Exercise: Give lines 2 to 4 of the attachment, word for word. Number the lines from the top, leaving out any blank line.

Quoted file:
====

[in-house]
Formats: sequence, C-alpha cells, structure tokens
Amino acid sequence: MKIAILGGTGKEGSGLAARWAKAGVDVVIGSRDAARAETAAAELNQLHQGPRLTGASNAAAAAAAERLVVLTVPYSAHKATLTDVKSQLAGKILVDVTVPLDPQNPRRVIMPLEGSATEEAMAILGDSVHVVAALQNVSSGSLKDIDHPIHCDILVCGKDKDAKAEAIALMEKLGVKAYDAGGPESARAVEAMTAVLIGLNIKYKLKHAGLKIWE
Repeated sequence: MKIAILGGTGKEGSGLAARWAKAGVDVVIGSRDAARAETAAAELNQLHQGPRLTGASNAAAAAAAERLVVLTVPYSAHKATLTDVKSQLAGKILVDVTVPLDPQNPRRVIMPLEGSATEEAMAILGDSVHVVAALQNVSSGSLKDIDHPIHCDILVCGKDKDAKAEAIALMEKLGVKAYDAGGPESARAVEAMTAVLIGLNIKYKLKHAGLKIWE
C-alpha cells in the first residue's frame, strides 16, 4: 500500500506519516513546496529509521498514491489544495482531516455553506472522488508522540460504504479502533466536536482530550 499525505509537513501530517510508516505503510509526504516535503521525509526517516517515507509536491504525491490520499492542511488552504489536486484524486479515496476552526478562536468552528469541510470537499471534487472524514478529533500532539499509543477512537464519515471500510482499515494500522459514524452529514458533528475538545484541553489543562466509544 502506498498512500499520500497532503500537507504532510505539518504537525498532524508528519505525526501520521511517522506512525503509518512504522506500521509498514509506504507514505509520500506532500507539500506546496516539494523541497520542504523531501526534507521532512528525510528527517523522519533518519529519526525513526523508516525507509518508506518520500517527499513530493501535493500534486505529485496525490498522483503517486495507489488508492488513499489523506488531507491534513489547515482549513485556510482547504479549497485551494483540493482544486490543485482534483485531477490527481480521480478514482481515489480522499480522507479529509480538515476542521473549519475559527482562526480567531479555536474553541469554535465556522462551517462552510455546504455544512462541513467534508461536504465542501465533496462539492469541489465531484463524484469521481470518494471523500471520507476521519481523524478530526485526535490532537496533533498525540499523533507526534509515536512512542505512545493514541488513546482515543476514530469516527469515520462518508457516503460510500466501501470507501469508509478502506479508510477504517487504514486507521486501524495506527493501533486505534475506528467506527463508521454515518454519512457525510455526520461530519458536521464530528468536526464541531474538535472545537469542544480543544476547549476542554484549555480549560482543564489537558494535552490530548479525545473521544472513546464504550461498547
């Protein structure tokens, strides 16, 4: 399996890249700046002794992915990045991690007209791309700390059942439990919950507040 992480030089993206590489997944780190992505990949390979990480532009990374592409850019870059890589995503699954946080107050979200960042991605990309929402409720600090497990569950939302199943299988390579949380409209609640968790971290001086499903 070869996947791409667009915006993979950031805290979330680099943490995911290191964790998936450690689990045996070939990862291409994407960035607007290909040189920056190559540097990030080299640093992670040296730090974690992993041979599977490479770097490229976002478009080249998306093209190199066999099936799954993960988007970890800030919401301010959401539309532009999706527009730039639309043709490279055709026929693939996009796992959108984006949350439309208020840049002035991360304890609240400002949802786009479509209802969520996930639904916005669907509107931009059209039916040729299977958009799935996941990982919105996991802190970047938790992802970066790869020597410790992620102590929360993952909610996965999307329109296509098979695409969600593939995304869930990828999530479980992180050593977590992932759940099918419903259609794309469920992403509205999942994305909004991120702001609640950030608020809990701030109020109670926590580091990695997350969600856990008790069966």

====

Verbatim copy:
Formats: sequence, C-alpha cells, structure tokens
Amino acid sequence: MKIAILGGTGKEGSGLAARWAKAGVDVVIGSRDAARAETAAAELNQLHQGPRLTGASNAAAAAAAERLVVLTVPYSAHKATLTDVKSQLAGKILVDVTVPLDPQNPRRVIMPLEGSATEEAMAILGDSVHVVAALQNVSSGSLKDIDHPIHCDILVCGKDKDAKAEAIALMEKLGVKAYDAGGPESARAVEAMTAVLIGLNIKYKLKHAGLKIWE
Repeated sequence: MKIAILGGTGKEGSGLAARWAKAGVDVVIGSRDAARAETAAAELNQLHQGPRLTGASNAAAAAAAERLVVLTVPYSAHKATLTDVKSQLAGKILVDVTVPLDPQNPRRVIMPLEGSATEEAMAILGDSVHVVAALQNVSSGSLKDIDHPIHCDILVCGKDKDAKAEAIALMEKLGVKAYDAGGPESARAVEAMTAVLIGLNIKYKLKHAGLKIWE